If the marketing plan has done its job, people will want to see the property. If the property is well maintained and the turnover standards are high, once they tour it, they will rent it! Preleasing is a strategy that not everyone uses. Once a tenant gives us their notice that they are vacating the property, we begin marketing and showing the unit. More often than not, we have a unit re-rented before the exiting tenant even vacates the property. We always dedicate the necessary resources to ensure we have showing agents available to meet perspective tenants at the property and walk them through available units. This is a personal touch that allows perspective tenants to ask questions and has proven to help the showing-to-application conversion rate. There are also self-showing options that allow tenants to provide ID and Credit Card information to receive a code to a lock box that allows them to self-tour vacant units at a time that is convenient for them.

These tools can often be the difference maker even in this market. With that said, imagine how important they will be if/when the market softens?!

Lying About Support Animal is a Misdemeanor

Kristen Curtis - Thursday, January 31, 2019

Service Animals are seen everywhere these days and have captured the attention of many, to include the national media.  New websites popped up selling official Service Animal certificates, along with collars and jackets that alert all that this is a Service Animal.  Most of the media attention focused on air travel and the shocking examples of emotional support animals, like the retired man with his companion alligator named Wally.  So when someone forwarded us the below article, we took notice.  We have also provided a copy of the Utah article, as well has the actual HUD memo and an article from the National Housing Law project.  At a minimum, we suggest you read the HUD memo as this really should be an eye opener for many.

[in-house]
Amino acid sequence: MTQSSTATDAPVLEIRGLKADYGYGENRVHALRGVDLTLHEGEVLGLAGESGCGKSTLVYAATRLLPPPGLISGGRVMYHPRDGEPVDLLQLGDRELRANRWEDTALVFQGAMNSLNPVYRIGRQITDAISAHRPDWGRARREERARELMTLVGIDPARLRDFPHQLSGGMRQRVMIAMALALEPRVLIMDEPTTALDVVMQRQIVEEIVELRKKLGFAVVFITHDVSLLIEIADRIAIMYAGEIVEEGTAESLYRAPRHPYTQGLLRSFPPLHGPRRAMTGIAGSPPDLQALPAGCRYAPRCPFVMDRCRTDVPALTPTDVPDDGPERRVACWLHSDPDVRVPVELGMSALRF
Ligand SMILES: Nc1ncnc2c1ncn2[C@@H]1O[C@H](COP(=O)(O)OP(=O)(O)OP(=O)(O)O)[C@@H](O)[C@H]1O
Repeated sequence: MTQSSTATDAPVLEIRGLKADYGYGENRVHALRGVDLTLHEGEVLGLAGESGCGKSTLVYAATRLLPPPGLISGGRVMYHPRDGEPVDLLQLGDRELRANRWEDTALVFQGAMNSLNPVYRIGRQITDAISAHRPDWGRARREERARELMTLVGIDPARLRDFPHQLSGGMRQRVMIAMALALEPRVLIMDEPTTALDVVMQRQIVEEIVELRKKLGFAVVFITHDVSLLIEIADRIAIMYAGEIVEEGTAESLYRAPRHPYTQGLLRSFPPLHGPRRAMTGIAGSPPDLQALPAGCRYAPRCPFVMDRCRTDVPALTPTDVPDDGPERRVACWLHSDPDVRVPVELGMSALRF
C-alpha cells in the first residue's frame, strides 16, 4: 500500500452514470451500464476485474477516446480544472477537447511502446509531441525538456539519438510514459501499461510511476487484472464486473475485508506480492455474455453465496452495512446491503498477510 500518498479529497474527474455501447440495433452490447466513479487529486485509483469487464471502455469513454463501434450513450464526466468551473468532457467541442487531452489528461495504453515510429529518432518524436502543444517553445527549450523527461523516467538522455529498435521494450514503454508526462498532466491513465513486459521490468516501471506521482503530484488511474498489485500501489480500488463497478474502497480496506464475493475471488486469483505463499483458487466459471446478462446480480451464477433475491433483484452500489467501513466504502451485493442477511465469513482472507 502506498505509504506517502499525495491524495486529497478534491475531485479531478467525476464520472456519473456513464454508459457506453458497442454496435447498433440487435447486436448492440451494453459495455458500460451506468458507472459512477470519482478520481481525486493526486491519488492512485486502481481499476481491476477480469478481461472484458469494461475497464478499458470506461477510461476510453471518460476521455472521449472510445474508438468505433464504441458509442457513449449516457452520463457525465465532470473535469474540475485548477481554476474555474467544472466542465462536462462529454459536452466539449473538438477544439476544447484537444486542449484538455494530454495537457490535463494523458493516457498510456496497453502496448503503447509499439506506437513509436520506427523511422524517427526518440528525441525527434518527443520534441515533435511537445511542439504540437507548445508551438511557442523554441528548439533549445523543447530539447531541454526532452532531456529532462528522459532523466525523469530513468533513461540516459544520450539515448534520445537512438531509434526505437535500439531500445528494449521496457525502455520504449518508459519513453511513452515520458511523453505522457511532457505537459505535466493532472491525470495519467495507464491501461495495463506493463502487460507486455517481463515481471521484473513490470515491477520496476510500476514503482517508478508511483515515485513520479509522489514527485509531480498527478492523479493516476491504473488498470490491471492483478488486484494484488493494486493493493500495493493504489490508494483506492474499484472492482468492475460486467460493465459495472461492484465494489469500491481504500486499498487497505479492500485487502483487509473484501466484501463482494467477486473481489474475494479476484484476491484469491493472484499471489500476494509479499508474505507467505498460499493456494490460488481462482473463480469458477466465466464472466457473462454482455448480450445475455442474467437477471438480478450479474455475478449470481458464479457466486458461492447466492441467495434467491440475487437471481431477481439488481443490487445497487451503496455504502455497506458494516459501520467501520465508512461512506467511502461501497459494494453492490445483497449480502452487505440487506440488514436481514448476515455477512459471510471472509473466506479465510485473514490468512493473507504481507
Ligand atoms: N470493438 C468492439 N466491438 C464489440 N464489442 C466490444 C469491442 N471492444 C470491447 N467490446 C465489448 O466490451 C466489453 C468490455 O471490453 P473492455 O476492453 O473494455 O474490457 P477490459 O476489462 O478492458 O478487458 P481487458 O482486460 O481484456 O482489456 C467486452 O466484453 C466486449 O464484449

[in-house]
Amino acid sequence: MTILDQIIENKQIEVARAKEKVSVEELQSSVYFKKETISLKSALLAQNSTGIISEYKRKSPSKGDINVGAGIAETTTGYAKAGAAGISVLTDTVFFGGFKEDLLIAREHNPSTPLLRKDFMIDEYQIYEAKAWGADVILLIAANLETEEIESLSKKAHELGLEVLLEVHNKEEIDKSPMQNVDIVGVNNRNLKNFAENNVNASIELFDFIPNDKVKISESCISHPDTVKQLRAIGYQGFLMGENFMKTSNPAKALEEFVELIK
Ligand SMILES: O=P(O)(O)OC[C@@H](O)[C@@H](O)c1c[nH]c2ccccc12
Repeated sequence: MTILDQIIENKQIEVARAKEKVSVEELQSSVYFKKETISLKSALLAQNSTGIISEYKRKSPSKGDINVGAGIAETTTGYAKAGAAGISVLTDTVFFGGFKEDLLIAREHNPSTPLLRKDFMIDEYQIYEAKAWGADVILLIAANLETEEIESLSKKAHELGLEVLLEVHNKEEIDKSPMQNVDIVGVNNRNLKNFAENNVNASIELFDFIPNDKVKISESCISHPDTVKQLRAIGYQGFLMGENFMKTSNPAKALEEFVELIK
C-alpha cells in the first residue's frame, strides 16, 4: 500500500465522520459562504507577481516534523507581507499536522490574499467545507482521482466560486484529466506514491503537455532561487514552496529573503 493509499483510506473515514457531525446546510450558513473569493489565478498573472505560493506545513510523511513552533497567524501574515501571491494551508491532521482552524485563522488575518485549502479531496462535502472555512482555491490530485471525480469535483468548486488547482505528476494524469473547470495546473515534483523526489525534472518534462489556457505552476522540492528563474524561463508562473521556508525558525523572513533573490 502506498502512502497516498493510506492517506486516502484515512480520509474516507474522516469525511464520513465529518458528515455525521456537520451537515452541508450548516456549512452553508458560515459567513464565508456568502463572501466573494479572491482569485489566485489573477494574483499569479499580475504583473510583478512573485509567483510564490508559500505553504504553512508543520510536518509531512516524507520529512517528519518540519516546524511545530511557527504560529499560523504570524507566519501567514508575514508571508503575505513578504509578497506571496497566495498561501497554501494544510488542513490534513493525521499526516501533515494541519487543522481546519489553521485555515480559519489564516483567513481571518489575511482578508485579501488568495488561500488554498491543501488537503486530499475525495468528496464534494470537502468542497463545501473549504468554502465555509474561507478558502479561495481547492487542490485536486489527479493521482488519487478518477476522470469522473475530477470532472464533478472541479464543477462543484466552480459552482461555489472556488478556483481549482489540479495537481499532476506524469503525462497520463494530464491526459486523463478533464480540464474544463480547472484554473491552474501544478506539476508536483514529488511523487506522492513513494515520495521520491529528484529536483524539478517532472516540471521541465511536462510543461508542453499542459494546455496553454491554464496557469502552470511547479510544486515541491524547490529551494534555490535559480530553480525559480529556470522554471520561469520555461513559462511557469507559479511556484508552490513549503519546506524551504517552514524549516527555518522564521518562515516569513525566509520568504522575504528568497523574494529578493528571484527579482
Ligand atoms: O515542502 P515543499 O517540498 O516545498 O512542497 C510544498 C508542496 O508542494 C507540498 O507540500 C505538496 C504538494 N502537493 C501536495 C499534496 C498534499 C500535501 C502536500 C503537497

In the US, disabled Americans are granted civil rights protections against discrimination.  We are most familiar with the Americans with Disabilities Act (ADA) and the Fair Housing Act.  I would say that the media and most of the population don’t know the difference.  Their just angry that they have to sit next to a dog with a nervous stomach on a long flight.  Additionally, ordinary people hear “service animal and to them its synonymous with:  emotional support animal, comfort, companion animal, or assistance animal.  The Department of Justice define "service animals" narrowly as any dog that is individually trained to do work or perform tasks for the benefit of an individual with a disability. The revised regulations specify that "the provision of emotional support, well-being, comfort, or companionship do not constitute work or tasks for the purposes of this definition. Thus, trained dogs are the only species of animal that may qualify as service animals under the ADA (there is a separate provision regarding trained miniature horses), and emotional support animals are expressly precluded from qualifying as service animals under the ADA.

Assistance Animal

An "assistance animal" is not a pet. It is an animal that works, provides assistance, or performs tasks for the benefit of a person with a disability, or provides emotional support. Assistance animals perform many disability-related functions, including but not limited to, guiding individuals who are blind or have low vision, alerting individuals who are deaf or hard of hearing to sounds, providing protection or rescue assistance, pulling a wheelchair, fetching items, alerting persons to impending seizures, or providing emotional support to persons with disabilities who have a disability-related need for such support. Assistance animals do not have to be trained or certified.  While dogs are the most common type of assistance animal, other animals can also be assistance animals.

Twenty-five years ago, it was fairly uncommon to have a tenant request such an accommodation at a non-pet rental property.  With education and enforcement, this has greatly changed to the explosion that we have seen within the last decade.  Way back in the day, property managers used a form which required a physician to attest to the need with some very strong wording about possible consequences if the patient or physician lied.  Anyone using that form today would likely experience some unpleasant actions from HUD or one of their Fair Housing Advocates.  Today, the general accepted proof of need is from anyone in the know.  So that could a parent, counselor, etc.  Which obviously leaves the opportunity to misrepresent an actual need.